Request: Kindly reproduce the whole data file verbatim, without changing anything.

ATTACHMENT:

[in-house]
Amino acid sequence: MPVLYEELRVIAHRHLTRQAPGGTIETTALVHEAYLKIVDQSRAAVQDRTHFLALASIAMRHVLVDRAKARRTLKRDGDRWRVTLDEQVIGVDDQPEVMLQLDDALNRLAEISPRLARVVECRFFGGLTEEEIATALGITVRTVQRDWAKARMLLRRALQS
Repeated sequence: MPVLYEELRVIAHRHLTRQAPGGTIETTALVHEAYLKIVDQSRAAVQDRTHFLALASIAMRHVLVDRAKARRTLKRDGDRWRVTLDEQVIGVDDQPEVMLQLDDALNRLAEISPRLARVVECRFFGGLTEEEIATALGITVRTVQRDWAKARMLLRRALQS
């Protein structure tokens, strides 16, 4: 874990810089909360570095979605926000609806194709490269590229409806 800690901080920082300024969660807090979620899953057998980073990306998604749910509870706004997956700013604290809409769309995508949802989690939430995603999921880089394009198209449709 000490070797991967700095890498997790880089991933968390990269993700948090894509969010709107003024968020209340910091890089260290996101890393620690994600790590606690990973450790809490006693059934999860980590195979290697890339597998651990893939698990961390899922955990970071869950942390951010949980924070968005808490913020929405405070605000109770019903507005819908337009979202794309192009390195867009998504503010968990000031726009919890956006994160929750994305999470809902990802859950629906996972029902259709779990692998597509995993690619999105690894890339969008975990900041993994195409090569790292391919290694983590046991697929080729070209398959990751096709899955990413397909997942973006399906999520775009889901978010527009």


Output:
[in-house]
Amino acid sequence: MPVLYEELRVIAHRHLTRQAPGGTIETTALVHEAYLKIVDQSRAAVQDRTHFLALASIAMRHVLVDRAKARRTLKRDGDRWRVTLDEQVIGVDDQPEVMLQLDDALNRLAEISPRLARVVECRFFGGLTEEEIATALGITVRTVQRDWAKARMLLRRALQS
Repeated sequence: MPVLYEELRVIAHRHLTRQAPGGTIETTALVHEAYLKIVDQSRAAVQDRTHFLALASIAMRHVLVDRAKARRTLKRDGDRWRVTLDEQVIGVDDQPEVMLQLDDALNRLAEISPRLARVVECRFFGGLTEEEIATALGITVRTVQRDWAKARMLLRRALQS
């Protein structure tokens, strides 16, 4: 874990810089909360570095979605926000609806194709490269590229409806 800690901080920082300024969660807090979620899953057998980073990306998604749910509870706004997956700013604290809409769309995508949802989690939430995603999921880089394009198209449709 000490070797991967700095890498997790880089991933968390990269993700948090894509969010709107003024968020209340910091890089260290996101890393620690994600790590606690990973450790809490006693059934999860980590195979290697890339597998651990893939698990961390899922955990970071869950942390951010949980924070968005808490913020929405405070605000109770019903507005819908337009979202794309192009390195867009998504503010968990000031726009919890956006994160929750994305999470809902990802859950629906996972029902259709779990692998597509995993690619999105690894890339969008975990900041993994195409090569790292391919290694983590046991697929080729070209398959990751096709899955990413397909997942973006399906999520775009889901978010527009």